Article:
High Court Judgments of Public Interest

 

This page provides access to judgments of the High Court in the last 90 days deemed to be of particular public interest.

More information about finding court judgments is available on the judgments section of this website.

It is the responsibility of users of the information contained in these decisions to ensure compliance with conditions or other legal obligations governing access, release, storage and re-publication. See also the guide on statutory provisions that prohibit publication of certain information in certain circumstances. If in doubt you should consult the court that issued the decision(s). Judicial Decisions are presented in PDF format to preserve the integrity of the documents.

Guide on statutory provisions prohibiting publication


Case number
[2020] NZHC 644
Date of Judgment
03 April 2020
Summary
Defamation claims by Mr John Stringer against Mr Colin Craig, Mrs Helen Craig, Mr Stephen Taylor, Mr Kevin Stitt and Mrs Angela Storr all fail. The defendants are protected by qualified privilege and, except in relation to one claim, also by the defences of truth or honest opinion.
Case number
na
Date of Judgment
26 March 2020
Case number
[2020] NZHC 653
Date of Judgment
25 March 2020
Summary
Application for writ of habeas corpus due to national lock down from 11:59 pm tonight. Applicant resides in a motor home at a storage yard which will be closed and locked from 5pm today. Applicant says he will be denied access to necessities. In addition, locking the gates will frustrate his ability to work. Application dismissed. Crown is not responsible for any detention, no detention has taken place, nothing to the New Zealand Government is acting unlawfully in declaring a state of emergency.
Case number
[2020] NZHC 568
Date of Judgment
19 March 2020
Summary
Application for judicial review of a Ministerial decision under Immigration Act 2009, s 190(5) declining to grant residence as an exception to the Family (Partnership) category of the immigration instructions, under which the applicant's partner was an ineligible sponsor. There were special circumstances to do with the genuine relationship and the effects of family separation or relocation to China. Review was sought for failure to consider mandatory considerations (special circumstances, s 3 of the Act, international obligations and the possibility of conditions), error and unreasonableness.HELD: There was a failure to consider international obligations and the decision was unreasonable.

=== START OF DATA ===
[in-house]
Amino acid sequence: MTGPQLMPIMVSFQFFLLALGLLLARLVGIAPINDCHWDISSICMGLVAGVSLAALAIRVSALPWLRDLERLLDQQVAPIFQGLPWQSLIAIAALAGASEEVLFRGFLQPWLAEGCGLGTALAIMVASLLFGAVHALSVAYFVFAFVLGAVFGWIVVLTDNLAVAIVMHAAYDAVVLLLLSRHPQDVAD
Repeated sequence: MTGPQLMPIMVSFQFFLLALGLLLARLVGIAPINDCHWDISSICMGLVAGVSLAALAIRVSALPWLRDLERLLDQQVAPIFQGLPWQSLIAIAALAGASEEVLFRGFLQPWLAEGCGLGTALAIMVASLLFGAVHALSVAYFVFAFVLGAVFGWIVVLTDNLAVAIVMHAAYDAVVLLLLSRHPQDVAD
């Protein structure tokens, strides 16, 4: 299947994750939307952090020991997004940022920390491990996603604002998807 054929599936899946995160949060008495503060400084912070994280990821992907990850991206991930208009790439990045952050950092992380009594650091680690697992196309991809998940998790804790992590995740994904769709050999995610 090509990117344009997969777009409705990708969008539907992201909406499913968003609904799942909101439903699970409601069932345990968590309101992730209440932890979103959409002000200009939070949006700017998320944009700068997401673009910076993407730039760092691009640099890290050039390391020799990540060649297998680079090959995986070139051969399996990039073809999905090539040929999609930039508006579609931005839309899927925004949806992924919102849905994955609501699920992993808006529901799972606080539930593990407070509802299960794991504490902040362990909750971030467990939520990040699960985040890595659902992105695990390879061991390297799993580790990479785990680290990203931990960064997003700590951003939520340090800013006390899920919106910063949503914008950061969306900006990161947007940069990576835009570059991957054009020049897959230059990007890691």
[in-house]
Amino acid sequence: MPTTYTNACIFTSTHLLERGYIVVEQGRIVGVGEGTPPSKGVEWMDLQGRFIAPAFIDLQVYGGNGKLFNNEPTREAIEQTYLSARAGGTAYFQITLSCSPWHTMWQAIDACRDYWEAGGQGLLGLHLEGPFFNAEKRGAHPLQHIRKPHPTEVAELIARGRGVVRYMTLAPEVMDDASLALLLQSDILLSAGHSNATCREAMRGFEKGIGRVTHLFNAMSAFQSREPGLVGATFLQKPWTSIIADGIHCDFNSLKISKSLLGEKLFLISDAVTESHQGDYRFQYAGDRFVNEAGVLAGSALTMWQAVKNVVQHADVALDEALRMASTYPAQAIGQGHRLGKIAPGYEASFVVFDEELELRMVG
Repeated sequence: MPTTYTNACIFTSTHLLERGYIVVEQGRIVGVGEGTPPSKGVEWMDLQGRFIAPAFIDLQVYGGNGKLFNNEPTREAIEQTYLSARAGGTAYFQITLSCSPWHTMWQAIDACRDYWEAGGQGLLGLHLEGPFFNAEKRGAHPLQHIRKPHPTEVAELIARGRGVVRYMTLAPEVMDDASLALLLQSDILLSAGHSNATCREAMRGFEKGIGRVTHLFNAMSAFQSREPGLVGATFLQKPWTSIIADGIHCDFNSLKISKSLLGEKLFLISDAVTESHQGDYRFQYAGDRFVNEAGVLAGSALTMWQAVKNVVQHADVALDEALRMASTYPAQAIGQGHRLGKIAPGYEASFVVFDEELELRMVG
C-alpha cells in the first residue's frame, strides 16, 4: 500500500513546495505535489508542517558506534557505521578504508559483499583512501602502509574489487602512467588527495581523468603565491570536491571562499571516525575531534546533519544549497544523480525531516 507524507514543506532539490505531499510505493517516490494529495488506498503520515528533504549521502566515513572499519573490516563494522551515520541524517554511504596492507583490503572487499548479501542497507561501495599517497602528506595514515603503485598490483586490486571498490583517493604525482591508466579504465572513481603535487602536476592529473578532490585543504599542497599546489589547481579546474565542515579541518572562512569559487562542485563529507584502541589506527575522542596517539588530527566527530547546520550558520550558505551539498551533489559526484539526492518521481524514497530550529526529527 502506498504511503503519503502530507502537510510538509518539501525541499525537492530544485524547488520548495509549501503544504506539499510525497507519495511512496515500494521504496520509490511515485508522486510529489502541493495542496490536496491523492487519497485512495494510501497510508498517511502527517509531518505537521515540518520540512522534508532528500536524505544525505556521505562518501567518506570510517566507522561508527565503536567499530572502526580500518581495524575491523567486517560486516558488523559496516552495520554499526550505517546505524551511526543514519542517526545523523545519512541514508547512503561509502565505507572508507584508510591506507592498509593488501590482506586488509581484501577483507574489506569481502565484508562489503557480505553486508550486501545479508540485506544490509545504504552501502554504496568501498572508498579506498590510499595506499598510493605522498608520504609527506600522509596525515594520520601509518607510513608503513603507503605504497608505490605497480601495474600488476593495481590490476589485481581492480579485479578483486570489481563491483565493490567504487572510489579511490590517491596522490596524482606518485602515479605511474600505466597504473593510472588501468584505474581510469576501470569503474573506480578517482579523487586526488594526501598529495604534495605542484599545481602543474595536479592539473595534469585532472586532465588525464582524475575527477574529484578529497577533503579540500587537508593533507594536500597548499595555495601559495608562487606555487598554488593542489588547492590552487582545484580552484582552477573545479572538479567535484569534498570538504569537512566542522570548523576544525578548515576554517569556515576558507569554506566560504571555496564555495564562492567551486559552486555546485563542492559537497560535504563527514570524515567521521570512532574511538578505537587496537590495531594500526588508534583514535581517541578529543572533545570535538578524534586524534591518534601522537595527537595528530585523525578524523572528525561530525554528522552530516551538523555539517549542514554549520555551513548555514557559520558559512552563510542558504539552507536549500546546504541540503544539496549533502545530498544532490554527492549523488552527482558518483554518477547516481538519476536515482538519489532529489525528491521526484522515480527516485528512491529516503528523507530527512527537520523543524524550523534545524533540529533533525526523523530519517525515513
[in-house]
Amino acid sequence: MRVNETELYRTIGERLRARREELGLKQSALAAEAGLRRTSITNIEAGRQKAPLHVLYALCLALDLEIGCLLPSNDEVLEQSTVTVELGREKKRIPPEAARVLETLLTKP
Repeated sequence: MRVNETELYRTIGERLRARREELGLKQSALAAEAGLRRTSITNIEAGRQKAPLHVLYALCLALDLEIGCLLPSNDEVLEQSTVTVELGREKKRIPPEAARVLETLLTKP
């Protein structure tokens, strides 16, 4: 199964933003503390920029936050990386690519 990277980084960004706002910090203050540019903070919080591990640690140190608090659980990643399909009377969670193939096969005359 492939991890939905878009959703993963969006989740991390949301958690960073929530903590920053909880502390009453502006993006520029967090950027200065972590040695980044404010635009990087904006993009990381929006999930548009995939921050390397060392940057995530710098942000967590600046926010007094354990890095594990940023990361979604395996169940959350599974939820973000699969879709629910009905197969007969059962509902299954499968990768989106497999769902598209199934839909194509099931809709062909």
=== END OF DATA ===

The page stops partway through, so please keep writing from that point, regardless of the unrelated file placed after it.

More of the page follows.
Case number
[2020] NZHC 565
Date of Judgment
19 March 2020
Summary
Dismissal of further application to discharge jury in relation to COVID -19 developments: here, the Chief Justice's advice to practitioners
Case number
[2020] NZHC 562
Date of Judgment
19 March 2020
Summary
Reasons for dismissal of application by defendant for discharge of the whole jury, per Juries Act 1981, s 22. The application arose amidst COVID-19 issues and focussed on ss 22(2)(a) and 22(3)(a). Counsel was concerned jurors would "rush to justice", in the face of such issues. One juror discharged due to potential illness per s 22(2)(a). Remaining jurors willing to continue. At time of judgment, a "casualty" or "emergency" was not constituted, trial fairness not jeopardised. Application dismissed.
Case name
Case number
[2020] NZHC 531
Date of Judgment
17 March 2020
Summary
Sentencing notes. Prisoner serving a term of life imprisonment for murder. Convicted of wounding another prisoner, Graeme Burton with intent to cause grievous bodily harm. Consideration of whether preventive detention was required or a finite term would be sufficient. Preventive detention imposed with a MPI of five years, two months.
Case number
[2020] NZHC 419
Date of Judgment
06 March 2020
Summary
Strike out application for climate change-based tort action. The defendants applied to strike out the plaintiff's statement of claim on the basis that it discloses no arguable cause of action and concerns complex policy matters that are best left to Parliament. The plaintiff asserted the defendants are liable to him for public nuisance, negligence and pursuant to an inchoate duty. Held: the public nuisance and negligence claims are untenable, for a number of reasons including policy matters and because the defendants' emissions are minute in the global context. Nevertheless, the third cause of action not struck out, leaving open the possibility of a new tortious duty which makes corporates responsible to the public for their emissions.
Case number
[2020] NZHC 383
Date of Judgment
04 March 2020
Summary
Appeal on whether redacted details of Department of Corrections employees discussing an appellant via email were his "personal information" for the purpose of an information request pursuant to information principle 6 of the Privacy Act 1993.
The Director of Human Rights Proceedings and Privacy Commissioner intervened in support. HELD: The redacted details were not his personal information. "Personal information" is a legal term, and its definition must be workable across a range of uses within the Act and not be affected by other purposes. The information was not "mixed information" - the redactions simply appeared alongside the information. There was no interference with privacy.